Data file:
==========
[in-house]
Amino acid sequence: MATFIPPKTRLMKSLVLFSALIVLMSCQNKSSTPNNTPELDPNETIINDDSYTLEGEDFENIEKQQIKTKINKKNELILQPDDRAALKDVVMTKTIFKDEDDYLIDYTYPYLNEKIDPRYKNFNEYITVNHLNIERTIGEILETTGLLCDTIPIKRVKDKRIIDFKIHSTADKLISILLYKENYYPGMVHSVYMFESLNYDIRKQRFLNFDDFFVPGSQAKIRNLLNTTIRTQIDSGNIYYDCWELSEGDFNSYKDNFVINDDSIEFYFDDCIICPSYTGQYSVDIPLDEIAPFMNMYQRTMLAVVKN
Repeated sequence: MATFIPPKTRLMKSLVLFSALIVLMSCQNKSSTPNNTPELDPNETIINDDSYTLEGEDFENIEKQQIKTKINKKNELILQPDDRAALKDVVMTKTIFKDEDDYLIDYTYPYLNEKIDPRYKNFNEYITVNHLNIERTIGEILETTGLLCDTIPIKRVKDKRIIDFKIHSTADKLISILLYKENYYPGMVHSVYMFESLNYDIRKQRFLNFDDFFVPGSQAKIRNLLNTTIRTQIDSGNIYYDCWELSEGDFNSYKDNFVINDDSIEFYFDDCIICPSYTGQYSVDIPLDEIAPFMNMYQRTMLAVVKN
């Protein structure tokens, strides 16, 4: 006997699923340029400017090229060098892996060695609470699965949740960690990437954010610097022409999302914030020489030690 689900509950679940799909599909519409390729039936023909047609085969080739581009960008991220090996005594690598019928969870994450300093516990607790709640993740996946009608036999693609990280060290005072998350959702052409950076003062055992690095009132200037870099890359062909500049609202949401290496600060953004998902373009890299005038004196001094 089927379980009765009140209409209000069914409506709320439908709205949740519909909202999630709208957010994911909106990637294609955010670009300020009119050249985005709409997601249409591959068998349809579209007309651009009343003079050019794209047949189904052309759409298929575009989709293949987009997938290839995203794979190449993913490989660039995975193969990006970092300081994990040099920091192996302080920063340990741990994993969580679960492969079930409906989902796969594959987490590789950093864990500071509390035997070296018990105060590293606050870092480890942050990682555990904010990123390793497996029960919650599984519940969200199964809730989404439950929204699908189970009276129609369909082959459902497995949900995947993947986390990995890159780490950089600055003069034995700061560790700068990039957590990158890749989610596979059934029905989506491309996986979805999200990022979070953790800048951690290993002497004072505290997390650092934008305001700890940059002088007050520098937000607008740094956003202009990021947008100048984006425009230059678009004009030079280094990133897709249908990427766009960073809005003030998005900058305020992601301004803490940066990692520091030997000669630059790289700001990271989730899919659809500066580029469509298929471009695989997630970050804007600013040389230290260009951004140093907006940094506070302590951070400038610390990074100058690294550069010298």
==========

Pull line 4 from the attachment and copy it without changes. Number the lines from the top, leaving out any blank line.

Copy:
């Protein structure tokens, strides 16, 4: 006997699923340029400017090229060098892996060695609470699965949740960690990437954010610097022409999302914030020489030690 689900509950679940799909599909519409390729039936023909047609085969080739581009960008991220090996005594690598019928969870994450300093516990607790709640993740996946009608036999693609990280060290005072998350959702052409950076003062055992690095009132200037870099890359062909500049609202949401290496600060953004998902373009890299005038004196001094 089927379980009765009140209409209000069914409506709320439908709205949740519909909202999630709208957010994911909106990637294609955010670009300020009119050249985005709409997601249409591959068998349809579209007309651009009343003079050019794209047949189904052309759409298929575009989709293949987009997938290839995203794979190449993913490989660039995975193969990006970092300081994990040099920091192996302080920063340990741990994993969580679960492969079930409906989902796969594959987490590789950093864990500071509390035997070296018990105060590293606050870092480890942050990682555990904010990123390793497996029960919650599984519940969200199964809730989404439950929204699908189970009276129609369909082959459902497995949900995947993947986390990995890159780490950089600055003069034995700061560790700068990039957590990158890749989610596979059934029905989506491309996986979805999200990022979070953790800048951690290993002497004072505290997390650092934008305001700890940059002088007050520098937000607008740094956003202009990021947008100048984006425009230059678009004009030079280094990133897709249908990427766009960073809005003030998005900058305020992601301004803490940066990692520091030997000669630059790289700001990271989730899919659809500066580029469509298929471009695989997630970050804007600013040389230290260009951004140093907006940094506070302590951070400038610390990074100058690294550069010298």